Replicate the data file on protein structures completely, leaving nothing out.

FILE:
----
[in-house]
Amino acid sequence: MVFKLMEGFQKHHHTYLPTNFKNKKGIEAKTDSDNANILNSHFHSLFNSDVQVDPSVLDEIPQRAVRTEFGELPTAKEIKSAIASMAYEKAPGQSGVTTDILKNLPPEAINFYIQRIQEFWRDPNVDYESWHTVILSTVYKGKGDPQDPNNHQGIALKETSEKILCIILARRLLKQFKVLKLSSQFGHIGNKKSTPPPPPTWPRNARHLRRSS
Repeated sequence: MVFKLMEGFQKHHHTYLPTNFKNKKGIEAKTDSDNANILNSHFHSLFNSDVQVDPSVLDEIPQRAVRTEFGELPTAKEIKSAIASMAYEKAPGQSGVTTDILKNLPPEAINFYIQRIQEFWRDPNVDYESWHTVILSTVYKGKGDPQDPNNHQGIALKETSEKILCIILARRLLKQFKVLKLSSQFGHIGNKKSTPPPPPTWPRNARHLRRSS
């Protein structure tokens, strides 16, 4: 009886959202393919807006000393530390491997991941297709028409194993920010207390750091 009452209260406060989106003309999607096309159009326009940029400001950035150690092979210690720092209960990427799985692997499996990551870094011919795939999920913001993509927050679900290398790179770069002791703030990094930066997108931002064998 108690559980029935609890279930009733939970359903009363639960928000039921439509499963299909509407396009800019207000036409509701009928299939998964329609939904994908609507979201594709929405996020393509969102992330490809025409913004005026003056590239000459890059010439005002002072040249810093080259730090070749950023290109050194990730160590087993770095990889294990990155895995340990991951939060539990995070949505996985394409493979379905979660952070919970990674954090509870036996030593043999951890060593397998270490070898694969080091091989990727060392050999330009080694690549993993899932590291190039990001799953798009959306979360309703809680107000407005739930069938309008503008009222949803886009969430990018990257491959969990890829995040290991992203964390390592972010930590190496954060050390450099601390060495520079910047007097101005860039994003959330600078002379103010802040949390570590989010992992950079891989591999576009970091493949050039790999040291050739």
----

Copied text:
[in-house]
Amino acid sequence: MVFKLMEGFQKHHHTYLPTNFKNKKGIEAKTDSDNANILNSHFHSLFNSDVQVDPSVLDEIPQRAVRTEFGELPTAKEIKSAIASMAYEKAPGQSGVTTDILKNLPPEAINFYIQRIQEFWRDPNVDYESWHTVILSTVYKGKGDPQDPNNHQGIALKETSEKILCIILARRLLKQFKVLKLSSQFGHIGNKKSTPPPPPTWPRNARHLRRSS
Repeated sequence: MVFKLMEGFQKHHHTYLPTNFKNKKGIEAKTDSDNANILNSHFHSLFNSDVQVDPSVLDEIPQRAVRTEFGELPTAKEIKSAIASMAYEKAPGQSGVTTDILKNLPPEAINFYIQRIQEFWRDPNVDYESWHTVILSTVYKGKGDPQDPNNHQGIALKETSEKILCIILARRLLKQFKVLKLSSQFGHIGNKKSTPPPPPTWPRNARHLRRSS
């Protein structure tokens, strides 16, 4: 009886959202393919807006000393530390491997991941297709028409194993920010207390750091 009452209260406060989106003309999607096309159009326009940029400001950035150690092979210690720092209960990427799985692997499996990551870094011919795939999920913001993509927050679900290398790179770069002791703030990094930066997108931002064998 108690559980029935609890279930009733939970359903009363639960928000039921439509499963299909509407396009800019207000036409509701009928299939998964329609939904994908609507979201594709929405996020393509969102992330490809025409913004005026003056590239000459890059010439005002002072040249810093080259730090070749950023290109050194990730160590087993770095990889294990990155895995340990991951939060539990995070949505996985394409493979379905979660952070919970990674954090509870036996030593043999951890060593397998270490070898694969080091091989990727060392050999330009080694690549993993899932590291190039990001799953798009959306979360309703809680107000407005739930069938309008503008009222949803886009969430990018990257491959969990890829995040290991992203964390390592972010930590190496954060050390450099601390060495520079910047007097101005860039994003959330600078002379103010802040949390570590989010992992950079891989591999576009970091493949050039790999040291050739």